Brief Thoughts After Hidden Figures

I had a chance to see the film Hidden Figures yesterday. Without saying too much for folks who have yet to see it, I share a few fragmented thoughts I had as I left the theater.

I am happy that Katherine Johnson, Dorothy Vaughn, and Mary Jackson are being recognized through this film and the conversation it’s creating. It’s important to honor the bridge builders whose work lives and bodies paved the way for us.

We make Black history everyday. Thank you to the Black Women who endured so much racism, sexism and other forms of bigotry as they worked to establish a presence in the fields of Science, Technology, Engineering, and Mathematics, and solidarity to the Black Women in STEM today who are continuing that work.

Each time I saw Vivian Michael’s depiction on-screen I couldn’t stop thinking  #SolidarityIsForWhiteWomen.

Critical Race Theory is an excellent framework through which to view this film. In addition to racism being a normal part of American life in that it is so deeply embedded in all aspects of society, I saw interest convergence: the idea that racial progress occurs to the degree that the white power structure and the white people who maintain it see it being in their best interests as well. I saw this when access was given not because it was the right thing to do, but because it would also benefit white people in some way.

As the credits rolled and I heard Kim Burell’s voice singing through the speakers, I thought of her homophobic sermon and Shirley Caesar’s response. I wondered how they could condemn and demonize people for their sexual orientation, with the same text that was used to justify our enslavement, and other forms of structural racism that were depicted in this film and persist today?

I thought of how that same text has also been used historically, and is currently used today in some spaces to assert that Kim Burell and Shirley Caesar’s work as clergy is illegitimate solely because they are women. Because what is context? What is intersectionality?

It’s not just Burell or Caesar however. The amen’s and agreement from people in the background made them just as complicit although their faces and identities remain hidden.

As I made my way out of the crowded theater I had another thought that I haven’t been able to shake.

How many of the numerous white people who were in here with me voted for Donald Trump?” Because the place was packed.


From Aspiring Humanitarian, Relando Thompkins-Jones, MSW, LLMSW

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I'm a Social Justice Educator and Aspiring Humanitarian who is interested in conflict resolution, improving intergroup relations, and building more equitable and inclusive communities. "Notes from an Aspiring Humanitarian" is my blog, where I write about issues of diversity, inclusion, equity, and social justice. By exploring social identities through written word, film & video, and other forms of media, I hope to continue to expand and enrich conversations about social issues that face our society, and to find ways to take social action while encouraging others to do so as well in their own ways.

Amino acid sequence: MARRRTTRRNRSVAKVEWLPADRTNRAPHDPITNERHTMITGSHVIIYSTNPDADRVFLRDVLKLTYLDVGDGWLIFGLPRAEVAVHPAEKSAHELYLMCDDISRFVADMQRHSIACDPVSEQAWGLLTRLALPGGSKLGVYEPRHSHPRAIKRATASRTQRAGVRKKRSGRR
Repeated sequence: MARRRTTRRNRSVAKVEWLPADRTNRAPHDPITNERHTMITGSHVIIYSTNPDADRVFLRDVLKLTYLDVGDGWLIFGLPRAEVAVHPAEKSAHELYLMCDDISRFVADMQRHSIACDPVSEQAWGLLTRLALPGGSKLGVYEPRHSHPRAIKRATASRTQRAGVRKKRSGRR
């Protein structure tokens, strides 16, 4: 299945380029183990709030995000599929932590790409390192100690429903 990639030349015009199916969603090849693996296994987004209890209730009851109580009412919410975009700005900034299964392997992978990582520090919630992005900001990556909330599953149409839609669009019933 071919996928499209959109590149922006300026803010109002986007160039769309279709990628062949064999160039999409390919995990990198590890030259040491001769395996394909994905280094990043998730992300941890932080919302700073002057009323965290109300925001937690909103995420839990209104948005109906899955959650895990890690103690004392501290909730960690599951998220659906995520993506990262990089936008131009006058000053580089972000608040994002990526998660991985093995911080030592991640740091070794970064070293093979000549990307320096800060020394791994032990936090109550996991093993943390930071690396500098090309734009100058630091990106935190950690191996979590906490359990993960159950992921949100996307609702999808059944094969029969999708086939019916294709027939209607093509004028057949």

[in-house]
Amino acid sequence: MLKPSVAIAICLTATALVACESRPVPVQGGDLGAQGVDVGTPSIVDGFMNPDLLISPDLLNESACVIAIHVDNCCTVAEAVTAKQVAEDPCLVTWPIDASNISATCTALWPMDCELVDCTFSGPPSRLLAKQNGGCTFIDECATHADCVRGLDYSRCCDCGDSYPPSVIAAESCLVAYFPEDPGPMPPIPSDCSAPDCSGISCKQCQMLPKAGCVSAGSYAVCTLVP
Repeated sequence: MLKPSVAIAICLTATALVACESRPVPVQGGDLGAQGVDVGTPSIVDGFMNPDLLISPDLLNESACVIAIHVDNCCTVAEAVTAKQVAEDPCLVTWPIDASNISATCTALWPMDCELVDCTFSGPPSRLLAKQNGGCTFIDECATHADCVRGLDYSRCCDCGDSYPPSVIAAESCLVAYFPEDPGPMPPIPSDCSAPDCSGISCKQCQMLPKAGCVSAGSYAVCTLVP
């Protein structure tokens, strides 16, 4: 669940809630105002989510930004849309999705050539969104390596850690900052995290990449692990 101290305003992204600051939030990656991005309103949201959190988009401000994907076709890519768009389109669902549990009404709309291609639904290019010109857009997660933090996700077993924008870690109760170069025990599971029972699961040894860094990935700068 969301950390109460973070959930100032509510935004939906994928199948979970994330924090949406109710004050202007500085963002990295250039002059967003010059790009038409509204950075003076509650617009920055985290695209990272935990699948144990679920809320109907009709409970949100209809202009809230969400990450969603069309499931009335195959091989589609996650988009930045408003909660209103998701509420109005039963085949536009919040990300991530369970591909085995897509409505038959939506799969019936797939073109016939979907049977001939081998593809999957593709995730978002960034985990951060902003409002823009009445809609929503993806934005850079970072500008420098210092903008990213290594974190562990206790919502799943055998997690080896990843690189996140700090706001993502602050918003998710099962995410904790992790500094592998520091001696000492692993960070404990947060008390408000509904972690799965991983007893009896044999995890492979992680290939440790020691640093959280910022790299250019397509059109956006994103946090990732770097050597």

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4 Responses

  1. Hi! I thought the movie was outstanding. The demographic of the attendees was interesting; the theatre was packed with mostly older white couples. Having seen the exit polls I am sure the majority voted for Hillary, but I was saddened not to see more support in my area from people of color. Hopefully that was just an issue in my area. I was thinking and feeling some of the same things you were. Thank you for this piece.


    • I agree, I thought it was a great film. There were times though where I felt as if the role racism played was downplayed a bit in favor of making it more about gender, but I think the intersections of racism and sexism were well at work in their story. There were some people who appeared to be people of color in my theater, but the vast majority of people where I was appeared to be White. The theater was in a predominantly white area though, so that could have played a role as well. I just saw something that said that the film made more than the last star wars film did in its opening weekend so I’m happy that it’s getting some attention and support.

      Thank you for reading, and for sharing your comments!

  2. tunisiajolyn84 says:

    “I wondered how they could condemn and demonize people for their sexual orientation, with the same text that was used to justify our enslavement, and other forms of structural racism that were depicted in this film and persist today?” I wonder this question as well as your other great questions. I guess the only answer that makes “sense” is that us, humans, are some contradicting beings. Sometimes, we really don’t make any sense at all. lol Glad you enjoyed the film. I had the pleasure of viewing it before it was released and I knew it would be the perfect family film, especially for Black people. Very empowering.

    • Yes, I think it was a great film and I am so pleased that it continues to do well at the box office. It’s true that we’re complicated as human beings. I try to pose questions like that to hopefully create space for empathy; to encourage other Black people to really consider what the phrase Black Lives Matter really means. Does it mean all Black lives, or a more narrowly defined representation? In my own life and work I’ve found that sometimes highlighting contradictions between what we claim to be vs. what we’re actually putting into practice can be helpful towards changing thought processes and behavior. Other times, it doesn’t work at all, but I think the process is more of a marathon than a sprint.

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